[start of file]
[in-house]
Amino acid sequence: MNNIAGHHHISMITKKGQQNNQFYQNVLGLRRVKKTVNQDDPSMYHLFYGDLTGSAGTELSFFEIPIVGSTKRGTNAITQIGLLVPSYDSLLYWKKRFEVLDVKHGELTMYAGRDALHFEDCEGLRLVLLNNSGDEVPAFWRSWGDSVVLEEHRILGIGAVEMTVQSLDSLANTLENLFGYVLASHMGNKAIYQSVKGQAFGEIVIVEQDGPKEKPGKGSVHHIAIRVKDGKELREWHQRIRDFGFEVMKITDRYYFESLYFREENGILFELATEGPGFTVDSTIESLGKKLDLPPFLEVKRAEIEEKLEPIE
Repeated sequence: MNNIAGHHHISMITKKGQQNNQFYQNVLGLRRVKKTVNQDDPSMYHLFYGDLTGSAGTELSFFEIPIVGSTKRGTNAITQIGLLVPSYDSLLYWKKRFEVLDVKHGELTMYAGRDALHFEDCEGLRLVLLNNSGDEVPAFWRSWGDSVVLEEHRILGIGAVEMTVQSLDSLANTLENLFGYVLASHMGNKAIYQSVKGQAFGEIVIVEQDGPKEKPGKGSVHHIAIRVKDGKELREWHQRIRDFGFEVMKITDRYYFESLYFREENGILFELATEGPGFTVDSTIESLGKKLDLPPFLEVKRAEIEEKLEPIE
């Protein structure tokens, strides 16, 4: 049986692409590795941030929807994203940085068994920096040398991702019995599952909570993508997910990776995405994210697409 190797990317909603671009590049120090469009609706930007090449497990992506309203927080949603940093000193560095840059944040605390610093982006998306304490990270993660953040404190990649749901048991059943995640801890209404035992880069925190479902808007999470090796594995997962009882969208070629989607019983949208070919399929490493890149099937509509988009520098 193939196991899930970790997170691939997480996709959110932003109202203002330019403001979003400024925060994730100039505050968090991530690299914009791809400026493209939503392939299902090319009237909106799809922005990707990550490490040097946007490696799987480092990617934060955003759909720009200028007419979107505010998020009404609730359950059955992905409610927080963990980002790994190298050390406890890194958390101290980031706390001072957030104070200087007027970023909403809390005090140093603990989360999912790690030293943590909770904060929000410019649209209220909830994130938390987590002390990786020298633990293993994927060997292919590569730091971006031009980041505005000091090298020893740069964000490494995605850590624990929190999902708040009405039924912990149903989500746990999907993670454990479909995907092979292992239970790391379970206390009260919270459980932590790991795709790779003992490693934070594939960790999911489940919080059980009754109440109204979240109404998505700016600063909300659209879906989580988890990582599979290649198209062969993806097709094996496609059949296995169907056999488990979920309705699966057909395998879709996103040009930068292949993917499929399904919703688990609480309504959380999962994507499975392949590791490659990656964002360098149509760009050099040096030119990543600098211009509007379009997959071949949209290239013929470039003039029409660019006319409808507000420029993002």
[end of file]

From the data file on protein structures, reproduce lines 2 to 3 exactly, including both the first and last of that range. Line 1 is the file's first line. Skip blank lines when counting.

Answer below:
Amino acid sequence: MNNIAGHHHISMITKKGQQNNQFYQNVLGLRRVKKTVNQDDPSMYHLFYGDLTGSAGTELSFFEIPIVGSTKRGTNAITQIGLLVPSYDSLLYWKKRFEVLDVKHGELTMYAGRDALHFEDCEGLRLVLLNNSGDEVPAFWRSWGDSVVLEEHRILGIGAVEMTVQSLDSLANTLENLFGYVLASHMGNKAIYQSVKGQAFGEIVIVEQDGPKEKPGKGSVHHIAIRVKDGKELREWHQRIRDFGFEVMKITDRYYFESLYFREENGILFELATEGPGFTVDSTIESLGKKLDLPPFLEVKRAEIEEKLEPIE
Repeated sequence: MNNIAGHHHISMITKKGQQNNQFYQNVLGLRRVKKTVNQDDPSMYHLFYGDLTGSAGTELSFFEIPIVGSTKRGTNAITQIGLLVPSYDSLLYWKKRFEVLDVKHGELTMYAGRDALHFEDCEGLRLVLLNNSGDEVPAFWRSWGDSVVLEEHRILGIGAVEMTVQSLDSLANTLENLFGYVLASHMGNKAIYQSVKGQAFGEIVIVEQDGPKEKPGKGSVHHIAIRVKDGKELREWHQRIRDFGFEVMKITDRYYFESLYFREENGILFELATEGPGFTVDSTIESLGKKLDLPPFLEVKRAEIEEKLEPIE